We have seen significant change in the study and practice of human reasoning in recent years from both a theoretical and methodological perspective. Ubiquitous communication coupled with advances in computing and a plethora of analytic support tools have created a push for instantaneous reporting and analysis. This notion is particularly prevalent in law enforcement, emergency services and the intelligence community (IC), where commanders (and their civilian leadership) expect not only a birds’ eye view of operations as they occur, but a play-by-play analysis of operational effectiveness. This paper explores the use of Red Cell Analytics (RCA) as pedagogy to train the next-gen analyst. A group of Penn State students in the College of Information Sciences and Technology at the University Park campus of The Pennsylvania State University have been practicing Red Team Analysis since 2008. RCA draws heavily from the military application of the same concept, except student RCA problems are typically on non-military in nature. RCA students utilize a suite of analytic tools and methods to explore and develop red-cell tactics, techniques and procedures (TTPs), and apply their tradecraft across a broad threat spectrum, from student-life issues to threats to national security. The strength of RCA is not always realized by the solution but by the exploration of the analytic pathway. This paper describes the concept and use of red cell analytics to teach and promote the use of structured analytic techniques, analytic writing and critical thinking in the area of security and risk and intelligence training.
We have previously argued that a combination of trends in information technology (IT) and changing
habits of people using IT provide opportunities for the emergence of a new generation of analysts that can
perform effective intelligence, surveillance and reconnaissance (ISR) on a “do it yourself” (DIY) or
“armchair” approach (see D.L. Hall and J. Llinas (2014)). Key technology advances include: i) new
sensing capabilities including the use of micro-scale sensors and ad hoc deployment platforms such as
commercial drones, ii) advanced computing capabilities in mobile devices that allow advanced signal and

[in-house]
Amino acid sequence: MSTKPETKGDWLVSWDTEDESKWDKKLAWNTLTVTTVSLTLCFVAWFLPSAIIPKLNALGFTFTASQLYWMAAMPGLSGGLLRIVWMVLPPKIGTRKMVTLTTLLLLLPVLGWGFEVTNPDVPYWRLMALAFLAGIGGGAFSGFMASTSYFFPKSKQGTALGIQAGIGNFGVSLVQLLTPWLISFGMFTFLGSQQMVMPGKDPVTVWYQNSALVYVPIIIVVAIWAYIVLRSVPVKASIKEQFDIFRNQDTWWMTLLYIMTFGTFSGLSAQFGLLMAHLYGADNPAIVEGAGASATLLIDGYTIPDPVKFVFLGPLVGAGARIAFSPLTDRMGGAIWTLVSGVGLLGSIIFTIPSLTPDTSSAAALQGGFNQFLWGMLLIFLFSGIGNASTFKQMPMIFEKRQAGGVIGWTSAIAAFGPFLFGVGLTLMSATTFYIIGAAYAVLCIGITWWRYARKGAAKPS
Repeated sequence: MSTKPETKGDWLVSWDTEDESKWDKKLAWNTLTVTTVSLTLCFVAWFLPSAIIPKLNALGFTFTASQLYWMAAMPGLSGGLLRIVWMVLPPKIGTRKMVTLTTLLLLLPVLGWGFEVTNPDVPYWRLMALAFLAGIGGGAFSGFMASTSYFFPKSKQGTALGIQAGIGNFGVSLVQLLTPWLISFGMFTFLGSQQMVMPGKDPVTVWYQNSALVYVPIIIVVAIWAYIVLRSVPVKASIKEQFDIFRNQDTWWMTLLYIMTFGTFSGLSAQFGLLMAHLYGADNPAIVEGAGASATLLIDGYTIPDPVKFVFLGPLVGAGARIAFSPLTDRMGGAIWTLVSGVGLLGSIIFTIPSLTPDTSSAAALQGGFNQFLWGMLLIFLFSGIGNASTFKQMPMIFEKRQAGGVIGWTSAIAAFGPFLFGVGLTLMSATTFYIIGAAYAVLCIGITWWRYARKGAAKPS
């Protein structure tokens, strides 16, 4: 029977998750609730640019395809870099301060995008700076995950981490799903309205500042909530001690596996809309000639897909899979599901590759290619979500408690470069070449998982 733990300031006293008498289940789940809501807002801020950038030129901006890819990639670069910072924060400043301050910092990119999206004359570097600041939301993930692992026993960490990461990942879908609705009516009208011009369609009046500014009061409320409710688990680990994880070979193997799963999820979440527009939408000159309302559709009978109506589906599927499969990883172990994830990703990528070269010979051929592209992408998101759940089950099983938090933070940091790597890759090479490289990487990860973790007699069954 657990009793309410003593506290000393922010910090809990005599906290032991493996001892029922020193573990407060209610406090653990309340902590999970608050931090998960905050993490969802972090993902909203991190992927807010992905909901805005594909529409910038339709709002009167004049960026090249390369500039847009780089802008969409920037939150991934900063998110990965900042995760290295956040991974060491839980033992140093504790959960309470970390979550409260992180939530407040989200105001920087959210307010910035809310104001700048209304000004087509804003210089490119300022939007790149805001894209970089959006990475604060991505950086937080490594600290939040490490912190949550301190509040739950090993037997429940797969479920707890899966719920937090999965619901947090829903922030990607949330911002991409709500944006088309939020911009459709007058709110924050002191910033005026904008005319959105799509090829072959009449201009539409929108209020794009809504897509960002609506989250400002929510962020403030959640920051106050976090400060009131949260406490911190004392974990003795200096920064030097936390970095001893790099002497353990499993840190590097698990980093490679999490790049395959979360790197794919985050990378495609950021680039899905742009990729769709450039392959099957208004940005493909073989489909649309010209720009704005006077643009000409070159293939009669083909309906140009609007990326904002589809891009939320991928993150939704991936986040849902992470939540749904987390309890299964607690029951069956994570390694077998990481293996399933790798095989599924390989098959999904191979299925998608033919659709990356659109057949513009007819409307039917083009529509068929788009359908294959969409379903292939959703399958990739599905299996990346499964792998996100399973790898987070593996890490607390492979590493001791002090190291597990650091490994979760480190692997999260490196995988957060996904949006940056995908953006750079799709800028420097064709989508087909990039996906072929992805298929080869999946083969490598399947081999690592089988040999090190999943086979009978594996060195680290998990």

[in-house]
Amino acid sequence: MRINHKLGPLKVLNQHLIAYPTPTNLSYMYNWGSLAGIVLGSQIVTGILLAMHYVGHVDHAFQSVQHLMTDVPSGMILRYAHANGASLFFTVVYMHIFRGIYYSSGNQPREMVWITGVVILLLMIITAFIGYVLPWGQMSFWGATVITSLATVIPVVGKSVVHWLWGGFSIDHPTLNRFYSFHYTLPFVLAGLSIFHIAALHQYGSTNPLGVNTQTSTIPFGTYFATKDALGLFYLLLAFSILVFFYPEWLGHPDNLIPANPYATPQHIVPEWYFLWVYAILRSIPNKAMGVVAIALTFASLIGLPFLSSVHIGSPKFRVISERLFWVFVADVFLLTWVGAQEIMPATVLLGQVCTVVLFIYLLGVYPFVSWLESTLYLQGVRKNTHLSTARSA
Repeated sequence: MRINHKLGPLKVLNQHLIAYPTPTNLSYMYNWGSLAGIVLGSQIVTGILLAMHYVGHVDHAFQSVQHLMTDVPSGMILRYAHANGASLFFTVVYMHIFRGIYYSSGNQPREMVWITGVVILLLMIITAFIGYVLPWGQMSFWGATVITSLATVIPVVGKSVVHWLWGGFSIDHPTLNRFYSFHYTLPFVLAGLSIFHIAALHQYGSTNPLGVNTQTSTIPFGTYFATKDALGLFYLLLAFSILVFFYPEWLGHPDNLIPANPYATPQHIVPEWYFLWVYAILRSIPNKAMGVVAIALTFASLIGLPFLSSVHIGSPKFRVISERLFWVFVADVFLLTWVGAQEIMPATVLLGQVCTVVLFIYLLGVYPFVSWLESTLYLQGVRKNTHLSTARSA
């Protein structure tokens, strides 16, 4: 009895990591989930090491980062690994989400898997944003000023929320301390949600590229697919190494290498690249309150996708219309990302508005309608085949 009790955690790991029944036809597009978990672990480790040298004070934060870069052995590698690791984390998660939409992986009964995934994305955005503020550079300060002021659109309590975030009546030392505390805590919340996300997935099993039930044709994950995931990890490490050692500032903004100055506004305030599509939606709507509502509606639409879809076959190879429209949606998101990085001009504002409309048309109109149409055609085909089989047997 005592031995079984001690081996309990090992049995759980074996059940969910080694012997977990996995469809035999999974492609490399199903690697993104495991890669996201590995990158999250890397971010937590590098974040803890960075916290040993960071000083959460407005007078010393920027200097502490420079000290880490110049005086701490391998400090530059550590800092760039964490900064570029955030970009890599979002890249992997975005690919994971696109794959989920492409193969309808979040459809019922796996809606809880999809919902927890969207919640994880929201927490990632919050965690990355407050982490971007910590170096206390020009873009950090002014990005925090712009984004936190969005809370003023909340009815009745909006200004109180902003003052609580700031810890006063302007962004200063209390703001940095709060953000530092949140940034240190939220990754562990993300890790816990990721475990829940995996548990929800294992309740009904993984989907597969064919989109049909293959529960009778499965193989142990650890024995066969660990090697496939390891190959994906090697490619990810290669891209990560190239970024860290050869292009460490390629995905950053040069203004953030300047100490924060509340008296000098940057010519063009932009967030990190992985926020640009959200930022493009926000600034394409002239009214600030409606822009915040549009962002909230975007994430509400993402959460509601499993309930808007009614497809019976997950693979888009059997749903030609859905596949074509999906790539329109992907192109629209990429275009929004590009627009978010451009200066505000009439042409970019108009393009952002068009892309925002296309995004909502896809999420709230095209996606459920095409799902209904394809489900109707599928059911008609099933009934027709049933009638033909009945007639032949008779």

image processing and modeling, iii) intelligent interconnections due to advances in “web N” capabilities,
and iv) global interconnectivity and increasing bandwidth. In addition, the changing habits of the digital
natives reflect new ways of collecting and reporting information, sharing information, and collaborating
in dynamic teams. This paper provides a survey and assessment of tools and resources to support this
emerging analysis approach. The tools range from large-scale commercial tools such as IBM i2 Analyst
Notebook, Palantir, and GeoSuite to emerging open source tools such as GeoViz and DECIDE from
university research centers. The tools include geospatial visualization tools, social network analysis
tools and decision aids. A summary of tools is provided along with links to web sites for tool access.
Utilization of human participants as "soft sensors" is becoming increasingly important for gathering information related
to a wide range of phenomena including natural and man-made disasters, environmental changes over time, crime
prevention, and other roles of the "citizen scientist." The ubiquity of advanced mobile devices is facilitating the role of
humans as "hybrid sensor platforms", allowing them to gather data (e.g. video, still images, GPS coordinates), annotate
it based on their intuitive human understanding, and upload it using existing infrastructure and social networks.
However, this new paradigm presents many challenges related to source characterization, effective tasking, and
utilization of massive quantities of physical sensor, human-based, and hybrid hard/soft data in a manner that facilitates
decision making instead of simply amplifying information overload.
In the Joint Directors of Laboratories (JDL) data fusion process model, "level 4" fusion is a meta-process that attempts
to improve performance of the entire fusion system through effective source utilization. While there are well-defined
approaches for tasking and categorizing physical sensors, these methods fall short when attempting to effectively utilize
a hybrid group of physical sensors and human observers. While physical sensor characterization can rely on statistical
models of performance (e.g. accuracy, reliability, specificity, etc.) under given conditions, "soft" sensors add the
additional challenges of characterizing human performance, tasking without inducing bias, and effectively balancing
strengths and weaknesses of both human and physical sensors. This paper addresses the challenges of the evolving
human-centric fusion paradigm and presents cognitive, perceptual, and other human factors that help to understand,
categorize, and augment the roles and capabilities of humans as observers in hybrid systems.